The Wonders of Expectation: Remaining with God When Our Expectations Aren’t Met

Do you actively seek to follow the will of God?

If so, I am sure you have experienced the satisfaction of being a cooperator in the Holy Spirit.  Being docile to his prompting, just like Mary, you go in haste to care for a sick friend, comfort a stressed co-worker, or console a grieving stranger. It is so gratifying to see their smile, feel their hand squeeze yours, and know that through God’s grace, you made a difference.

Or, perhaps your receptivity to act in God’s will brought the opposite response. Instead of the smile and the warm hug, you are yelled at, insulted, and rejected. This is tough, to be sure, but even in these most unwelcome outcomes, we can be confident we are in God’s grace; for as he tells us in Scripture,

Blessed are you when they insult you and persecute you and utter every kind of evil against you [falsely] because of me. Rejoice and be glad, for your reward will be great in heaven. Thus, they persecuted the prophets who were before you, (Matthew 5:11-12).

But what about those times when we step out of our comfort zone, take courage in God’s grace, open our hearts to serve as His hands and feet, storm heaven with our trust-filled prayers, and our miracle does not come? Those times when we do not feel rejection from our fellow man, but from God himself?

Following A Prompting

On Thanksgiving morning, I felt a strong prompting to visit a friend in ICU. When I had visited him the day before, I learned he had taken a dramatic downturn. He had gone from speaking and joking to his current state: barely conscious, unable to speak, and with a look of fear in his eyes. I took his hand in mine, and prayed for God’s mercy. He did not want to die. His wife wanted her husband back. When I left, I continued to intercede asking for a miracle.

This prompting to return to his bedside brought with it the call to use our faith’s treasure of miracle makers. To cooperate in God’s healing, I would pray a Divine Mercy Chaplet using my Rosary from the Holy Land and bring a blessed Miraculous Medal. Nervous—because the man and his wife are not Catholic, but confident in my docility to the Holy Spirit, I went.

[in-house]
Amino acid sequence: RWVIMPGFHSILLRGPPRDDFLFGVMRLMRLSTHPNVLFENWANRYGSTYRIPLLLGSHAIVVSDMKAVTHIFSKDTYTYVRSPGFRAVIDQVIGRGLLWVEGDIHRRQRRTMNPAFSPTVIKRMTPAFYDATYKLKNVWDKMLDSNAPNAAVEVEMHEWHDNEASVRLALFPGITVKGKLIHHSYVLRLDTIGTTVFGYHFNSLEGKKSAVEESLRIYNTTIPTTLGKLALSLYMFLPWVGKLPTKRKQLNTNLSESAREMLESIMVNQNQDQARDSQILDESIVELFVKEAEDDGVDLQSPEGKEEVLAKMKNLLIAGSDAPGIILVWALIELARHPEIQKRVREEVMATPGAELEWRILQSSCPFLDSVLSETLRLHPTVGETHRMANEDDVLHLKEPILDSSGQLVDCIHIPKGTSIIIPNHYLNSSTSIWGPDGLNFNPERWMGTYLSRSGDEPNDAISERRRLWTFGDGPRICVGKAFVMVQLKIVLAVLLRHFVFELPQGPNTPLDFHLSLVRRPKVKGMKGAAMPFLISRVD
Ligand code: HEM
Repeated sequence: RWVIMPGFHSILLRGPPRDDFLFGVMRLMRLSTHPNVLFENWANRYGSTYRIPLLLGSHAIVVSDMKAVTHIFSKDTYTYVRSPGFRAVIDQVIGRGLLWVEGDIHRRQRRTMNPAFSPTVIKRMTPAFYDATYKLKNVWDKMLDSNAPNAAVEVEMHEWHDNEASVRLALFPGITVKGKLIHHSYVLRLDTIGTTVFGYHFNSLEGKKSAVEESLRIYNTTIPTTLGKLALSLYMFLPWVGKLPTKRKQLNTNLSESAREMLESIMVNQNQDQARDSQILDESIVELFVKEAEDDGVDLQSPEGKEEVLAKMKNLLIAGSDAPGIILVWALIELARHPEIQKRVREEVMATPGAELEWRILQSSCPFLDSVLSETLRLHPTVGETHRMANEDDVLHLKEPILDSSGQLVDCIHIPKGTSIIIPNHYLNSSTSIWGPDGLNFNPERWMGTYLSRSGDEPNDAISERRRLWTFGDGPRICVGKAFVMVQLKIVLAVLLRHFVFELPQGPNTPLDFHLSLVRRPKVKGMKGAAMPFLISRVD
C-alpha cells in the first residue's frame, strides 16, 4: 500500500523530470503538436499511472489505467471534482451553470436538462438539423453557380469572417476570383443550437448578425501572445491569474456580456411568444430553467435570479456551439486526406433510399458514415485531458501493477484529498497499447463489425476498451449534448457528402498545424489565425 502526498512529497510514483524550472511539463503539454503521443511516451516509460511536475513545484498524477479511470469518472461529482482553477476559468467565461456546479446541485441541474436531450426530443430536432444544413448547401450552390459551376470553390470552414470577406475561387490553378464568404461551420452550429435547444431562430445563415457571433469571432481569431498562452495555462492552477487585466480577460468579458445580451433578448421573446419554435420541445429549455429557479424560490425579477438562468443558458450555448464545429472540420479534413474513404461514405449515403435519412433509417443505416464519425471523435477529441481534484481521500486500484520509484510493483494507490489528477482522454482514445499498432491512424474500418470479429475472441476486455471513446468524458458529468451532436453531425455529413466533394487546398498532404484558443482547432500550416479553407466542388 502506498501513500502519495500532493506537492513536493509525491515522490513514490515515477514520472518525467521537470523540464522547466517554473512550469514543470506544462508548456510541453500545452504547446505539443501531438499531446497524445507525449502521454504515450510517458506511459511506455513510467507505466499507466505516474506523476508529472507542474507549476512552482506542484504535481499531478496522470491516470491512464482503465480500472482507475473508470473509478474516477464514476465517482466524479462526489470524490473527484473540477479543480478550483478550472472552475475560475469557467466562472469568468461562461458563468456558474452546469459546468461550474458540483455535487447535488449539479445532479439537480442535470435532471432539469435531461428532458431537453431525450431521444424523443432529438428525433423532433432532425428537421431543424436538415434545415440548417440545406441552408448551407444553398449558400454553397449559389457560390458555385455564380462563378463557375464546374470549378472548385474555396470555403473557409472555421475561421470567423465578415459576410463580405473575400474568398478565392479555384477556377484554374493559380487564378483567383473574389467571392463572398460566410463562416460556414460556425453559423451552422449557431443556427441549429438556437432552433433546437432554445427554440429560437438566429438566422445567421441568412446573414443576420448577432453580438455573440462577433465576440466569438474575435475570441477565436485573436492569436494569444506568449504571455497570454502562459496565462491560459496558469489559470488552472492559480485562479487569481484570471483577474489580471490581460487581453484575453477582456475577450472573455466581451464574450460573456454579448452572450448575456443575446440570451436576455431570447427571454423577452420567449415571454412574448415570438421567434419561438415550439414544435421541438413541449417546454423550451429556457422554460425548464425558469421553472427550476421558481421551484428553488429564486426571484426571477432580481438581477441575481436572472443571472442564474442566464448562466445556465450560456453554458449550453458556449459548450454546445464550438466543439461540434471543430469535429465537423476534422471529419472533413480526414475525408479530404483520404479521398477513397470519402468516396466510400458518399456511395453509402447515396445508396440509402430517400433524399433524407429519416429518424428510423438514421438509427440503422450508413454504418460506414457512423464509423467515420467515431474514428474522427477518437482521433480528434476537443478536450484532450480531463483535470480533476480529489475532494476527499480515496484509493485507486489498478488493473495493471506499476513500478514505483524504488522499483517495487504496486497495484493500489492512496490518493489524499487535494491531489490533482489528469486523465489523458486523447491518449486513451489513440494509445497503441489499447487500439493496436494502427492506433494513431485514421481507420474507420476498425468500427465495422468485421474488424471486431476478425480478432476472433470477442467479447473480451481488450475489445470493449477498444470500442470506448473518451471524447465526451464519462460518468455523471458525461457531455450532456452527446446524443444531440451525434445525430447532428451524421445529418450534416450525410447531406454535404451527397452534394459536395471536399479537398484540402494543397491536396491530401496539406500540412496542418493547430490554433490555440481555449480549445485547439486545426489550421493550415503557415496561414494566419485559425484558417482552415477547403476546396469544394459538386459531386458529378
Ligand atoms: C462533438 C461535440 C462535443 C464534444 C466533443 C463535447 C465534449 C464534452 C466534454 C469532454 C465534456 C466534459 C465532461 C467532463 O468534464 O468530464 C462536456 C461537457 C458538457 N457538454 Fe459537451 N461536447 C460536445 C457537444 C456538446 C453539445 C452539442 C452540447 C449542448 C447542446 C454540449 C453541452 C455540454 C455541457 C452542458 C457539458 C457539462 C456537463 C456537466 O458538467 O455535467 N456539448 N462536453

The man’s wife was very receptive. Whew! I read out loud a paragraph from St. Faustina’s diary (1146) and asked her if I had her permission to pray the Chaplet. She agreed. I gave her the Miraculous Medal and she placed it on his chest. She remarked she had been given Lourdes water. I smiled to myself, ‘God has everything in place,’ as I instructed her to bless him with it.

After we prayed, I went home and waited for the miracle call. My imagination soared in wonder of what I would hear: He is speaking!  His cancer is gone!  I thought of all the conversions to come from those who witnessed this man go from death’s door back into the fullness of life.

Forty-eight hours after my visit, the call came.  He died.

The Desert of Docility

At Advent—our time of expectant joy at the coming of Christ, I walked into what I call the desert of docility. A desert of docility is that dry, barren, forsaken place where our acts of faith seem to go nowhere. When our expectations of God do not match reality. We are tempted to doubt.  We wonder if God is with us.

I endured this desert dryness by remaining in my daily spiritual routine of prayer, Mass, and staying close to our Lady through the Rosary. I was brought to memories of when God did meet my expectations, when he exceeded my expectations, and the times he came unexpectedly.

These memories brought me to an understanding that God also has expectations. He wants to know if we are with him. Emmanuel is God With Us. Jesus is God Saves. Do we believe, or are we only with him as long as we get our way?

If you are enduring an Advent desert, our faith offers ways through it:

  • Be in Communion with our Lord through the Sacrifice of the Mass – go as often as you can.
  • Speak to God through Scripture – take the daily Gospel and pray with it. Ask him your questions. Share with him your doubts.
  • Share your struggles with our Blessed Mother – through praying the Rosary and asking her intercession, she brings you to her son Jesus.
  • Draw closer to Christ through the Sacrament of Reconciliation – nothing separates us from God, but our sinfulness.
  • Share your heart with his Sacred Heart by spending time in Eucharistic Adoration where our Lord is truly present and is waiting for you.

I wish I could wrap this reflection up in a pretty bow, but the truth is I may never know what my going to this man’s bedside brought; that is between God and him. What I do know is faith is a choice of our will; it is a choosing to remain close to God even when we do not feel him, understand his Way… or get ours.


Nan Balfour is a grateful Catholic whose greatest desire is to make our Lord Jesus more loved. She seeks to accomplish this through her vocation to womanhood, marriage, motherhood and as a writer, speaker and events coordinator for Pilgrim Center of Hope.

Answering Christ’s call, Pilgrim Center of Hope guides people to encounter Him so as to live in hope, as pilgrims in daily life. See what’s happening & let us journey with you! Visit PilgrimCenterOfHope.org.